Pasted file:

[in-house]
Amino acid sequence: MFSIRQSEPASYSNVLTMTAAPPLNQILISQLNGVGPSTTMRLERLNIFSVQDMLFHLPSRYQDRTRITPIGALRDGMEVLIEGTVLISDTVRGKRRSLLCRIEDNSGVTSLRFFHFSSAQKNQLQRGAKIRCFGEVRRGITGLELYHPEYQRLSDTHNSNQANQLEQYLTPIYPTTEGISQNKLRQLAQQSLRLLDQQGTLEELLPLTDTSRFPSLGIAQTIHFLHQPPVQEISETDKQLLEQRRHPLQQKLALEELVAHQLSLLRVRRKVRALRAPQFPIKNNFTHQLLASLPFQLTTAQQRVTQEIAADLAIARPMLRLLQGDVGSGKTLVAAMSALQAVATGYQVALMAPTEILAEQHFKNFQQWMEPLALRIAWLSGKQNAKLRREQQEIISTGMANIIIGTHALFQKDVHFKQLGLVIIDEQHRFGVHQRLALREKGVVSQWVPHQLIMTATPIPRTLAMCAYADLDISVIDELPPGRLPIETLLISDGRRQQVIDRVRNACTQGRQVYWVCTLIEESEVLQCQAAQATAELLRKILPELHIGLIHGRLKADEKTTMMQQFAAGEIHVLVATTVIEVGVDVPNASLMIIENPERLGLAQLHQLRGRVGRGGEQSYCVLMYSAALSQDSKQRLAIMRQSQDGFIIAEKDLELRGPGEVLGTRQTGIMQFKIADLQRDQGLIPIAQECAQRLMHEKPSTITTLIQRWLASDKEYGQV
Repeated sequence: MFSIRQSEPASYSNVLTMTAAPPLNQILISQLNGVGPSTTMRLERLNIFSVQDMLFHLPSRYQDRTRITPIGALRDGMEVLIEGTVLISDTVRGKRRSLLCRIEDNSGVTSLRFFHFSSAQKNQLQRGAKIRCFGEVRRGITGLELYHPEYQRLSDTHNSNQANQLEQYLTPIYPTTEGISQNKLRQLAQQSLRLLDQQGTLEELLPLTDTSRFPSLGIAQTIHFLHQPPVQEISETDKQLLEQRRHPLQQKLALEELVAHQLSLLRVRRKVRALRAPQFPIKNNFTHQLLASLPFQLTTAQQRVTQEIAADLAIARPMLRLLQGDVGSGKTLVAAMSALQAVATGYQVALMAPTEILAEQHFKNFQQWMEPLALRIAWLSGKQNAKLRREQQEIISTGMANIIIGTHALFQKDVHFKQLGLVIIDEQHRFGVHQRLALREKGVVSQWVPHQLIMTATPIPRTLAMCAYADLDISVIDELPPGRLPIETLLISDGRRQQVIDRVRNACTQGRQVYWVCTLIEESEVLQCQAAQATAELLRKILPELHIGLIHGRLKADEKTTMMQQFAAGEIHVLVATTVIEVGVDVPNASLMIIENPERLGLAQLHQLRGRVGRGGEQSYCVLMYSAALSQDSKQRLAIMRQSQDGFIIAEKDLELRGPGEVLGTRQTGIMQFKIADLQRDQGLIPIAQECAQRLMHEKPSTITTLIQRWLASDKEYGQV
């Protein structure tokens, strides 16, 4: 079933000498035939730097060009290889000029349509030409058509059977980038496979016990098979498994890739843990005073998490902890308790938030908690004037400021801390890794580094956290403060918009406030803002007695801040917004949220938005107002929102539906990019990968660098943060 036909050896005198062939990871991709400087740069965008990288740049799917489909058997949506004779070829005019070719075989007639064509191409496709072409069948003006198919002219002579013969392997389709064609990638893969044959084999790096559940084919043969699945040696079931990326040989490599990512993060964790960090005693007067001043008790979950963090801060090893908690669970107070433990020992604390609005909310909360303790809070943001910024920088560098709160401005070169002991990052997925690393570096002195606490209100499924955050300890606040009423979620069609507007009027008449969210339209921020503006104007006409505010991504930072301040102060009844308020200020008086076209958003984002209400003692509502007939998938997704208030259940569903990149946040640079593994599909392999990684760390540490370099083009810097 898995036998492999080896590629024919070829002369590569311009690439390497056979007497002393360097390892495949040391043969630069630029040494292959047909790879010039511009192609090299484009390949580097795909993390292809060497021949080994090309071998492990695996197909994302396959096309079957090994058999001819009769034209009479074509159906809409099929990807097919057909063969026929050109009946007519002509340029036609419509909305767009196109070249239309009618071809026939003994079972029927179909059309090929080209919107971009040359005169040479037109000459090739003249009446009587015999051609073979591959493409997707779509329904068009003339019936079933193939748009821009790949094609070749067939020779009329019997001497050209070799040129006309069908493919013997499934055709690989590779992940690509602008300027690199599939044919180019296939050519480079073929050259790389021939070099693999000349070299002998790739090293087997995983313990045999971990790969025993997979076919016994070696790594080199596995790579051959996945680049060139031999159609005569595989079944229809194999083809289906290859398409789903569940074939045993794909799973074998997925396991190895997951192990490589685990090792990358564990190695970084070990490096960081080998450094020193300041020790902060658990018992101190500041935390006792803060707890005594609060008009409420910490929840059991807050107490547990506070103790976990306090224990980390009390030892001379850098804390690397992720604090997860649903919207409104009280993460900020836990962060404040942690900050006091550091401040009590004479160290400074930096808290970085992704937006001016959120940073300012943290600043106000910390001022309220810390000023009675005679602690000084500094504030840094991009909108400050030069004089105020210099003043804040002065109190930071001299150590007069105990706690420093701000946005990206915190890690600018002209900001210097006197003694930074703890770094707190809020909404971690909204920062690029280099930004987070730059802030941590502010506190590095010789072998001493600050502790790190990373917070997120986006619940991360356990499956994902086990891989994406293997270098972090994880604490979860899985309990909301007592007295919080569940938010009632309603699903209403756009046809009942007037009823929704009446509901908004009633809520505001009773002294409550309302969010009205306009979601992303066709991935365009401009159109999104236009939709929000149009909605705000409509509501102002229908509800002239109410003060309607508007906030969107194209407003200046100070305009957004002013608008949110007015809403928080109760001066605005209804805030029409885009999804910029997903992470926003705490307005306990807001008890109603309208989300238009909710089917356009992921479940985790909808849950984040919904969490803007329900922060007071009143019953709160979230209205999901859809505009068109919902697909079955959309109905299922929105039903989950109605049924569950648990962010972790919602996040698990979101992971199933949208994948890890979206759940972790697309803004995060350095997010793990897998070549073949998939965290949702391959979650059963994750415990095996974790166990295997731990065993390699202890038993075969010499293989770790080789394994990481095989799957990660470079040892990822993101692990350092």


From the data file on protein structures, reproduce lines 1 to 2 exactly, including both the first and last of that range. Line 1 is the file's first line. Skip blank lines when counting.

[in-house]
Amino acid sequence: MFSIRQSEPASYSNVLTMTAAPPLNQILISQLNGVGPSTTMRLERLNIFSVQDMLFHLPSRYQDRTRITPIGALRDGMEVLIEGTVLISDTVRGKRRSLLCRIEDNSGVTSLRFFHFSSAQKNQLQRGAKIRCFGEVRRGITGLELYHPEYQRLSDTHNSNQANQLEQYLTPIYPTTEGISQNKLRQLAQQSLRLLDQQGTLEELLPLTDTSRFPSLGIAQTIHFLHQPPVQEISETDKQLLEQRRHPLQQKLALEELVAHQLSLLRVRRKVRALRAPQFPIKNNFTHQLLASLPFQLTTAQQRVTQEIAADLAIARPMLRLLQGDVGSGKTLVAAMSALQAVATGYQVALMAPTEILAEQHFKNFQQWMEPLALRIAWLSGKQNAKLRREQQEIISTGMANIIIGTHALFQKDVHFKQLGLVIIDEQHRFGVHQRLALREKGVVSQWVPHQLIMTATPIPRTLAMCAYADLDISVIDELPPGRLPIETLLISDGRRQQVIDRVRNACTQGRQVYWVCTLIEESEVLQCQAAQATAELLRKILPELHIGLIHGRLKADEKTTMMQQFAAGEIHVLVATTVIEVGVDVPNASLMIIENPERLGLAQLHQLRGRVGRGGEQSYCVLMYSAALSQDSKQRLAIMRQSQDGFIIAEKDLELRGPGEVLGTRQTGIMQFKIADLQRDQGLIPIAQECAQRLMHEKPSTITTLIQRWLASDKEYGQV